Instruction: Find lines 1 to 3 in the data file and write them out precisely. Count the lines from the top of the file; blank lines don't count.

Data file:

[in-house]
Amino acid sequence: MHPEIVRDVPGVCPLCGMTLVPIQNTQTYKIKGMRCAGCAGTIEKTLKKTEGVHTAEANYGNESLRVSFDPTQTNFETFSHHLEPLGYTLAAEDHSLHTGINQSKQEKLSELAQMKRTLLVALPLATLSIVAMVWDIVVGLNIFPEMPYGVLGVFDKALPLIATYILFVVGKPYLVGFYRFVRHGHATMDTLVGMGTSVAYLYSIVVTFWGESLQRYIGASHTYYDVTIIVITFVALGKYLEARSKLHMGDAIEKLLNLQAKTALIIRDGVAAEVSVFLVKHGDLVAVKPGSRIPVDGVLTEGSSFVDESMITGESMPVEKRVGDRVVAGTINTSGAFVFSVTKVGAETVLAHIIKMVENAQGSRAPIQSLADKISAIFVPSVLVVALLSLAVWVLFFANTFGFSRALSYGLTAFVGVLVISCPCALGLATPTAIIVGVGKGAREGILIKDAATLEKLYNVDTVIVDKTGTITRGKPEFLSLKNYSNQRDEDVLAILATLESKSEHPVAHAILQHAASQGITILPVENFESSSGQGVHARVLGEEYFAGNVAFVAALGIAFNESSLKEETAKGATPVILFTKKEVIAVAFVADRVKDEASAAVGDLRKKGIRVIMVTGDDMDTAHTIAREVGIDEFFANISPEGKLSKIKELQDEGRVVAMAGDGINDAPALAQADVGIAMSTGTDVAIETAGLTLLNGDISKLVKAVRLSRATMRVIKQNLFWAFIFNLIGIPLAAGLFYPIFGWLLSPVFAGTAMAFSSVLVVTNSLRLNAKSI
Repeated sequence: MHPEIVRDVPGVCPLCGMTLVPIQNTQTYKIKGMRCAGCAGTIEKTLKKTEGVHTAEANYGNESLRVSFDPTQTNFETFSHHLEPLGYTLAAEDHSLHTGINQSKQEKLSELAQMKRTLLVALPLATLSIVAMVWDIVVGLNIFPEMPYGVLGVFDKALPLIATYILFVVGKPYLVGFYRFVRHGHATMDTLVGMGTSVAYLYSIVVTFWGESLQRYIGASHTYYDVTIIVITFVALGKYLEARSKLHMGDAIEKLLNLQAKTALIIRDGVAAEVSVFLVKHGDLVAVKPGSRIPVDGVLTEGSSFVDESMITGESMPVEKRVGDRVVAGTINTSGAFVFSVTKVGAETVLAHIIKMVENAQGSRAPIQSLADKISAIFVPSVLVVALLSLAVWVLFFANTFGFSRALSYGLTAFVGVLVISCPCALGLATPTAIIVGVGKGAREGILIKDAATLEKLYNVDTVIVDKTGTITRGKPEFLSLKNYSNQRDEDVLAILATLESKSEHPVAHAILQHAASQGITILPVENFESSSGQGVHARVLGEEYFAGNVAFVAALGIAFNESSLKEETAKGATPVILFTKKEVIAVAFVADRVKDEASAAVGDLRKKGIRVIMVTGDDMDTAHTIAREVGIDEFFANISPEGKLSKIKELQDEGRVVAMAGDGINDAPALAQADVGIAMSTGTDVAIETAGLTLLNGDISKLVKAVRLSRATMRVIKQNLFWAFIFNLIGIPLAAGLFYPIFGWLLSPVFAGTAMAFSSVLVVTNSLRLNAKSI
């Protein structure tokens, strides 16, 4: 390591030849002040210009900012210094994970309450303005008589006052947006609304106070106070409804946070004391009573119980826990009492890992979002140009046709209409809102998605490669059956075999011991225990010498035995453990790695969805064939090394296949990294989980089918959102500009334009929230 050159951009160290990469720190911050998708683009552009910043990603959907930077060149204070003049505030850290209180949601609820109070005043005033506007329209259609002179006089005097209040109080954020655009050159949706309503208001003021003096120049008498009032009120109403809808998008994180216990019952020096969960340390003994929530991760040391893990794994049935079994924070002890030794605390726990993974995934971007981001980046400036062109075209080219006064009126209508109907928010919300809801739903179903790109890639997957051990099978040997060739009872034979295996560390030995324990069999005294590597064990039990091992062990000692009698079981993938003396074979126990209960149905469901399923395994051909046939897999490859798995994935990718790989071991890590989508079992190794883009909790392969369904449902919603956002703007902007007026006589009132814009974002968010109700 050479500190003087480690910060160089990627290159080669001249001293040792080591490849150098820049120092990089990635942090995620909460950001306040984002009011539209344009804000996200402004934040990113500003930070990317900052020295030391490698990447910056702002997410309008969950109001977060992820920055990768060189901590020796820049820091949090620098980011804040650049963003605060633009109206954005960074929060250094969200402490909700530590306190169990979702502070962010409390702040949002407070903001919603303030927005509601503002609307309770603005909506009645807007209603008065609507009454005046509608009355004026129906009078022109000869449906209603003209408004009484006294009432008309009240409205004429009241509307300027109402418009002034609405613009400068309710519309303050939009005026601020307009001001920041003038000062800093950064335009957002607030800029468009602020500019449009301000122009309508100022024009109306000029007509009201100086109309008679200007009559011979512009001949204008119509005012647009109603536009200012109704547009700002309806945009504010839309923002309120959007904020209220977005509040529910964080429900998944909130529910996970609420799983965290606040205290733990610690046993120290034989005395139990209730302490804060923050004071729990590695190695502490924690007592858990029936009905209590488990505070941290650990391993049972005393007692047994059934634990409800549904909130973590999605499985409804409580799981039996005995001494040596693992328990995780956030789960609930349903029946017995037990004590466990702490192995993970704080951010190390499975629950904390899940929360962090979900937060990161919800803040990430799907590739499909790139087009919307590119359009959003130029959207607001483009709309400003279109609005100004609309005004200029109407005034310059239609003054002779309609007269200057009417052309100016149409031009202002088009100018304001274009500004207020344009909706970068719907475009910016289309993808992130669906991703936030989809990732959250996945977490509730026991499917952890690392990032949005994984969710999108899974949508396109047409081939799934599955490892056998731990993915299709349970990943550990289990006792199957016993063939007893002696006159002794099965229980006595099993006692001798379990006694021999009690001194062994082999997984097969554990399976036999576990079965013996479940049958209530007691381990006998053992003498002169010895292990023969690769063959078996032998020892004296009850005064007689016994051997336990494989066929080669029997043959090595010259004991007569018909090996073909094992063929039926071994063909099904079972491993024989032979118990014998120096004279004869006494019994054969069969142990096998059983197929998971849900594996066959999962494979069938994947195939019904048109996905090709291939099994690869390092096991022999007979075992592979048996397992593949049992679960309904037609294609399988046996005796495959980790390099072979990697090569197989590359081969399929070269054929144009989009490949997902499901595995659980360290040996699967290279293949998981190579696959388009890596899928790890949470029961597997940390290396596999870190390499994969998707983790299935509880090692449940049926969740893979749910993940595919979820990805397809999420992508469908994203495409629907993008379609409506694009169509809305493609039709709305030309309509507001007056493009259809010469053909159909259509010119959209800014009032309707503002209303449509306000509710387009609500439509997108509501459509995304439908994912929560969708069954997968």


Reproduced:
[in-house]
Amino acid sequence: MHPEIVRDVPGVCPLCGMTLVPIQNTQTYKIKGMRCAGCAGTIEKTLKKTEGVHTAEANYGNESLRVSFDPTQTNFETFSHHLEPLGYTLAAEDHSLHTGINQSKQEKLSELAQMKRTLLVALPLATLSIVAMVWDIVVGLNIFPEMPYGVLGVFDKALPLIATYILFVVGKPYLVGFYRFVRHGHATMDTLVGMGTSVAYLYSIVVTFWGESLQRYIGASHTYYDVTIIVITFVALGKYLEARSKLHMGDAIEKLLNLQAKTALIIRDGVAAEVSVFLVKHGDLVAVKPGSRIPVDGVLTEGSSFVDESMITGESMPVEKRVGDRVVAGTINTSGAFVFSVTKVGAETVLAHIIKMVENAQGSRAPIQSLADKISAIFVPSVLVVALLSLAVWVLFFANTFGFSRALSYGLTAFVGVLVISCPCALGLATPTAIIVGVGKGAREGILIKDAATLEKLYNVDTVIVDKTGTITRGKPEFLSLKNYSNQRDEDVLAILATLESKSEHPVAHAILQHAASQGITILPVENFESSSGQGVHARVLGEEYFAGNVAFVAALGIAFNESSLKEETAKGATPVILFTKKEVIAVAFVADRVKDEASAAVGDLRKKGIRVIMVTGDDMDTAHTIAREVGIDEFFANISPEGKLSKIKELQDEGRVVAMAGDGINDAPALAQADVGIAMSTGTDVAIETAGLTLLNGDISKLVKAVRLSRATMRVIKQNLFWAFIFNLIGIPLAAGLFYPIFGWLLSPVFAGTAMAFSSVLVVTNSLRLNAKSI
Repeated sequence: MHPEIVRDVPGVCPLCGMTLVPIQNTQTYKIKGMRCAGCAGTIEKTLKKTEGVHTAEANYGNESLRVSFDPTQTNFETFSHHLEPLGYTLAAEDHSLHTGINQSKQEKLSELAQMKRTLLVALPLATLSIVAMVWDIVVGLNIFPEMPYGVLGVFDKALPLIATYILFVVGKPYLVGFYRFVRHGHATMDTLVGMGTSVAYLYSIVVTFWGESLQRYIGASHTYYDVTIIVITFVALGKYLEARSKLHMGDAIEKLLNLQAKTALIIRDGVAAEVSVFLVKHGDLVAVKPGSRIPVDGVLTEGSSFVDESMITGESMPVEKRVGDRVVAGTINTSGAFVFSVTKVGAETVLAHIIKMVENAQGSRAPIQSLADKISAIFVPSVLVVALLSLAVWVLFFANTFGFSRALSYGLTAFVGVLVISCPCALGLATPTAIIVGVGKGAREGILIKDAATLEKLYNVDTVIVDKTGTITRGKPEFLSLKNYSNQRDEDVLAILATLESKSEHPVAHAILQHAASQGITILPVENFESSSGQGVHARVLGEEYFAGNVAFVAALGIAFNESSLKEETAKGATPVILFTKKEVIAVAFVADRVKDEASAAVGDLRKKGIRVIMVTGDDMDTAHTIAREVGIDEFFANISPEGKLSKIKELQDEGRVVAMAGDGINDAPALAQADVGIAMSTGTDVAIETAGLTLLNGDISKLVKAVRLSRATMRVIKQNLFWAFIFNLIGIPLAAGLFYPIFGWLLSPVFAGTAMAFSSVLVVTNSLRLNAKSI